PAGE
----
From a pedestrian/cyclist view, Dundas Street is dominated by vehicular traffic. This has created a classic suburban roadway not fit for a walkable community.

(Wikimedia Commons)


Dundas Street is well loved, by not only historians, but car centric residents. Some feedback given to the City expressed just how congested Dundas can get during rush hour, limiting movement and adding pollution into the local airshed. The lack of cycling and pedestrian infrastructure deters the public from enjoying the surrounding features without a personal vehicle. This also creates an unsafe travel environment for cyclists who share the four (at times six) lanes, making it difficult to navigate the corridor without a car. 

As part of the Dundas Connects Master Plan consultation process, residents expressed a desire to see the Dundas streetscape improved, with a more mixed transportation design and less accommodation for cars, to help residents make active movement more of an option. The drab pavement, lack of surrounding greenspace and incessant noise of heavy vehicles can create an unwelcoming atmosphere. The construction of the BRT, with elevated design elements, enhanced streetscaping and inviting commercial opportunities served by the higher order transit will turn Dundas Street into a destination, not just a through-route, planners and other stakeholders hope.

The overarching design of the BRT will have a significant benefit for those travelling between cities in the GTHA, while also creating significant local benefits through investments in the corridor. The master plan explains very few trips along the thruway will be excessively long, instead connecting residents to transit, a range of services and nearby amenities that will be located along the route.

Higher density developments and increased revenue from commercial investments will yield far more property taxes per hectare for City Hall, helping Mississauga pay for services that suburban planning cannot provide for without steep tax increases. 


The Dundas Connects Master Plan analyzed how many trips occur on the specific stretch of road and where they originate.

(City of Mississauga) 


When complete, the BRT will seamlessly match up with the future Hurontario LRT and Milton Go Line, and offer access to Downtown Mississauga and the University of Toronto Mississauga campus. 

The City has worked diligently to move the process forward, but it will take years to be completed. In the time since the master plan was released and the TPAP started both upper tier governments have provided very little funding. Both contributed to a much shorter, smaller BRT corridor on Lakeshore Road East. 

Early January 2021, the federal government pitched in $62 million, while their provincial partners contributed $51.5 million. Most of the project funding was for state-of-good-repair and technical changes, making the small commitment to the Lakeshore BRT the eye-catching headline, despite its relatively small scope. 

Compared to the Dundas BRT, the Lakeshore BRT is much smaller. With only three stops and two kilometres of express routing, the projects are night and day.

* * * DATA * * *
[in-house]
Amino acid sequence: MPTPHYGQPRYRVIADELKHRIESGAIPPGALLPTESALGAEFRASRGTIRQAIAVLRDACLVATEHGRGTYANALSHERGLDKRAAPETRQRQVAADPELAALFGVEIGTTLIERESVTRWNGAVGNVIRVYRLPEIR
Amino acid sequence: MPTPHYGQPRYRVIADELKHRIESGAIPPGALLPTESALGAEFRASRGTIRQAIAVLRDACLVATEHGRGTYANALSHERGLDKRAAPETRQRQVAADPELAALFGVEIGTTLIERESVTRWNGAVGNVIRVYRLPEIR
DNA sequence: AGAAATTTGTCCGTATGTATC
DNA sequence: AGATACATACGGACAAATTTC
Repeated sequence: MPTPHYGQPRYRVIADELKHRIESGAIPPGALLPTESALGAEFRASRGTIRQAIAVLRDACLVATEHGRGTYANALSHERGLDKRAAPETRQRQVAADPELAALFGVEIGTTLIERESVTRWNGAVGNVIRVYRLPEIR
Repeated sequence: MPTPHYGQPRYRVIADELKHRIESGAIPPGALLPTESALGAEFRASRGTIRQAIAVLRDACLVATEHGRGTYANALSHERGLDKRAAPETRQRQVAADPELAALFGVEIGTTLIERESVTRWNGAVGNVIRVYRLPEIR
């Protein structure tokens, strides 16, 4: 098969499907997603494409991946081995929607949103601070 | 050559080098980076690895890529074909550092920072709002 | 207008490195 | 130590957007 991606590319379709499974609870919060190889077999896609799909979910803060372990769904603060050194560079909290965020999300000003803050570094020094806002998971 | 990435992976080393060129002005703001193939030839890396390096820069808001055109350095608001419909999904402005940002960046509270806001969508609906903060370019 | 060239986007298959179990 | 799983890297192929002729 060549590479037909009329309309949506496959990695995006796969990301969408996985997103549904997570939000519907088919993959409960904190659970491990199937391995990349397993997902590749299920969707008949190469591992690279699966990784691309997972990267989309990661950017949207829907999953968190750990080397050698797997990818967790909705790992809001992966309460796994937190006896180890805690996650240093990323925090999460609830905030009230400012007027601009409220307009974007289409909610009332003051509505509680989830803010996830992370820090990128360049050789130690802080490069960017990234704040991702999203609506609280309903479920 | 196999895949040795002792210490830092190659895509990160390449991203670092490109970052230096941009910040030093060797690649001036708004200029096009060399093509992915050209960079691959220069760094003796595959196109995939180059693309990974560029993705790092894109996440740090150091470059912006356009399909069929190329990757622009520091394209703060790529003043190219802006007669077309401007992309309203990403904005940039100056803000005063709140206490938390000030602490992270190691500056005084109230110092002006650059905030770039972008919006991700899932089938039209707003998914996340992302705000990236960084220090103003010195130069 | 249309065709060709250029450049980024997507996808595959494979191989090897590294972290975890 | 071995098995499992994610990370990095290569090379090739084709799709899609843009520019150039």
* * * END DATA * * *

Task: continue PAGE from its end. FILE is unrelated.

The first step of the Lakeshore project is to run buses from Long Branch GO in Etobicoke to Port Credit GO in Mississauga (not all of this would be part of the express route portion), serving the future Lakeview Village and other new developments planned for the high-growth corridor near the city’s eastern Lake Ontario shoreline.  The funding that was committed for the Lakeshore transformation assisted with the design and construction of the first phase.

Just after the 2019 Federal Election, Mississauga made a list of all the projects that needed funding, totalling $847.5 million from all levels of government. Money replacing the aging bus fleet for greener vehicles made up 42 percent of the application, whereas the Dundas BRT accounted for 36 percent, while a number of smaller components and some investment needed for Lakeshore rounded out the almost one-billion-dollar ask.

During the 2022 City budget debates Mississauga did not wait around for the higher level governments, committing its own funding in the 10-year capital plan and budget.  

This will invest $43.5 million toward the Dundas BRT, with the bulk of the approved funds going toward design and construction. But Ottawa and Queen’s Park were always going to be needed. This is where council and senior staff deserve credit, for using a mix of pressure and promise to win over both Ottawa and Queen’s Park, where the city’s six electoral seats are highly coveted.


Mississauga wants to revitalize Dundas Street by creating a walkable area for all residents not just those who come in their personal vehicles.

(City of Mississauga)


To assist during the tight pandemic budgets, councillors voted in July 2020 to enter a cost-sharing agreement with Metrolinx to assist the City in starting the initial steps for the Dundas BRT. The deal with Metrolinx did not impact the ICIP application to Ottawa, instead it offered Mississauga a cost-saving on the work required before shovels enter the ground. Only planning work took place in partnership with the provincial transit agency.

Initially the City was expecting to sink $11 million into the planning of the BRT. Instead, with the deal between Metrolinx, the costs are split almost 50-50, leaving the City to pay around $5.5 million for the early work. 

MiWay committed $108.8 million on bus maintenance and new hybrid buses in 2022. Last week’s historic funding announcement will allow for even better service and faster replacements of the old diesel vehicles. The rest of the funding will be provided over the next few years, as the major construction phase of the BRT begins, City staff told The Pointer.

The Dundas BRT has been approved for $443.2 million from 2022 to 2027, with the largest portion of City funds being contributed between 2024 and 2026. 

The massive funding commitments from Ottawa and Queen’s Park have sealed the deal for the instrumental project, allowing residents to eventually move across Mississauga easily using public transportation instead of personal vehicles.